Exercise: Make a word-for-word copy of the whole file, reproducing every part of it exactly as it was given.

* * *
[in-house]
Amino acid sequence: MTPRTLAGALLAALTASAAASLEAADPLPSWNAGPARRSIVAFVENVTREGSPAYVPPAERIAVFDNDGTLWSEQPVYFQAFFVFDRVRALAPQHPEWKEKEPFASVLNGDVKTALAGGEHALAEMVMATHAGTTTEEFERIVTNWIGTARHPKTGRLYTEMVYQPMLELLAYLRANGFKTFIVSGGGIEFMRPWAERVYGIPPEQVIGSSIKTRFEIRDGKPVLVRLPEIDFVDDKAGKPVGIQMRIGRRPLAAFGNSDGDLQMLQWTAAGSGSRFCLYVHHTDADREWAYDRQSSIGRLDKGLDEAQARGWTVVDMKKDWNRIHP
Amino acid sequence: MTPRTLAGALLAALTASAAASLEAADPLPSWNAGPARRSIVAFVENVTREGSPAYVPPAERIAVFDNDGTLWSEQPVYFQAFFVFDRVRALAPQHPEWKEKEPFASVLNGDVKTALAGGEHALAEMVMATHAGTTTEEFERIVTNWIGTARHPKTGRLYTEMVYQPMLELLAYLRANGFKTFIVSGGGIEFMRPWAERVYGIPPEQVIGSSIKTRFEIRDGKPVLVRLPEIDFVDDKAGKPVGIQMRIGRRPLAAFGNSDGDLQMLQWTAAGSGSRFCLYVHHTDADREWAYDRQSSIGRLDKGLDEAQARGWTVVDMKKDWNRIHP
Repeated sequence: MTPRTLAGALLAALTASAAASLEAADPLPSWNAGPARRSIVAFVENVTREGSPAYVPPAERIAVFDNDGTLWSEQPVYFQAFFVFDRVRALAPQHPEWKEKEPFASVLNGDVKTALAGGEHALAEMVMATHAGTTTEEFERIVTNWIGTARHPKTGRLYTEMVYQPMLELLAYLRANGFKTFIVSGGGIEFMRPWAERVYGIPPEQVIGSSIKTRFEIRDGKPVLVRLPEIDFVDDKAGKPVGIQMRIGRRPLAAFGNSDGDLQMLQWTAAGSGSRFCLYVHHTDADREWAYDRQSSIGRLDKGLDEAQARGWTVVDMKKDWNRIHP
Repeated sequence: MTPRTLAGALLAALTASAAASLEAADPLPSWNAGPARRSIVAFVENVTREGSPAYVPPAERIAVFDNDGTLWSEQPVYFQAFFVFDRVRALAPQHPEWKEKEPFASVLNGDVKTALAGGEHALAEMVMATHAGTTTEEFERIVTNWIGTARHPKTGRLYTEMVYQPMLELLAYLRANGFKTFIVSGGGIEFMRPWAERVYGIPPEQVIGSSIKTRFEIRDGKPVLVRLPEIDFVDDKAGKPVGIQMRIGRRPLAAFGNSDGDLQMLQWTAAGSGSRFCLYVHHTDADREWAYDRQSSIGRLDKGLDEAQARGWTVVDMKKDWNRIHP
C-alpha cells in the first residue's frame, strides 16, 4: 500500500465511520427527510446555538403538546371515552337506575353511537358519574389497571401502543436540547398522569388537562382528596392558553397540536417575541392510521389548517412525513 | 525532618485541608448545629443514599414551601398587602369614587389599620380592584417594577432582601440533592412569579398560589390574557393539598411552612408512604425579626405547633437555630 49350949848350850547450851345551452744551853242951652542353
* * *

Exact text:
[in-house]
Amino acid sequence: MTPRTLAGALLAALTASAAASLEAADPLPSWNAGPARRSIVAFVENVTREGSPAYVPPAERIAVFDNDGTLWSEQPVYFQAFFVFDRVRALAPQHPEWKEKEPFASVLNGDVKTALAGGEHALAEMVMATHAGTTTEEFERIVTNWIGTARHPKTGRLYTEMVYQPMLELLAYLRANGFKTFIVSGGGIEFMRPWAERVYGIPPEQVIGSSIKTRFEIRDGKPVLVRLPEIDFVDDKAGKPVGIQMRIGRRPLAAFGNSDGDLQMLQWTAAGSGSRFCLYVHHTDADREWAYDRQSSIGRLDKGLDEAQARGWTVVDMKKDWNRIHP
Amino acid sequence: MTPRTLAGALLAALTASAAASLEAADPLPSWNAGPARRSIVAFVENVTREGSPAYVPPAERIAVFDNDGTLWSEQPVYFQAFFVFDRVRALAPQHPEWKEKEPFASVLNGDVKTALAGGEHALAEMVMATHAGTTTEEFERIVTNWIGTARHPKTGRLYTEMVYQPMLELLAYLRANGFKTFIVSGGGIEFMRPWAERVYGIPPEQVIGSSIKTRFEIRDGKPVLVRLPEIDFVDDKAGKPVGIQMRIGRRPLAAFGNSDGDLQMLQWTAAGSGSRFCLYVHHTDADREWAYDRQSSIGRLDKGLDEAQARGWTVVDMKKDWNRIHP
Repeated sequence: MTPRTLAGALLAALTASAAASLEAADPLPSWNAGPARRSIVAFVENVTREGSPAYVPPAERIAVFDNDGTLWSEQPVYFQAFFVFDRVRALAPQHPEWKEKEPFASVLNGDVKTALAGGEHALAEMVMATHAGTTTEEFERIVTNWIGTARHPKTGRLYTEMVYQPMLELLAYLRANGFKTFIVSGGGIEFMRPWAERVYGIPPEQVIGSSIKTRFEIRDGKPVLVRLPEIDFVDDKAGKPVGIQMRIGRRPLAAFGNSDGDLQMLQWTAAGSGSRFCLYVHHTDADREWAYDRQSSIGRLDKGLDEAQARGWTVVDMKKDWNRIHP
Repeated sequence: MTPRTLAGALLAALTASAAASLEAADPLPSWNAGPARRSIVAFVENVTREGSPAYVPPAERIAVFDNDGTLWSEQPVYFQAFFVFDRVRALAPQHPEWKEKEPFASVLNGDVKTALAGGEHALAEMVMATHAGTTTEEFERIVTNWIGTARHPKTGRLYTEMVYQPMLELLAYLRANGFKTFIVSGGGIEFMRPWAERVYGIPPEQVIGSSIKTRFEIRDGKPVLVRLPEIDFVDDKAGKPVGIQMRIGRRPLAAFGNSDGDLQMLQWTAAGSGSRFCLYVHHTDADREWAYDRQSSIGRLDKGLDEAQARGWTVVDMKKDWNRIHP
C-alpha cells in the first residue's frame, strides 16, 4: 500500500465511520427527510446555538403538546371515552337506575353511537358519574389497571401502543436540547398522569388537562382528596392558553397540536417575541392510521389548517412525513 | 525532618485541608448545629443514599414551601398587602369614587389599620380592584417594577432582601440533592412569579398560589390574557393539598411552612408512604425579626405547633437555630 49350949848350850547450851345551452744551853242951652542353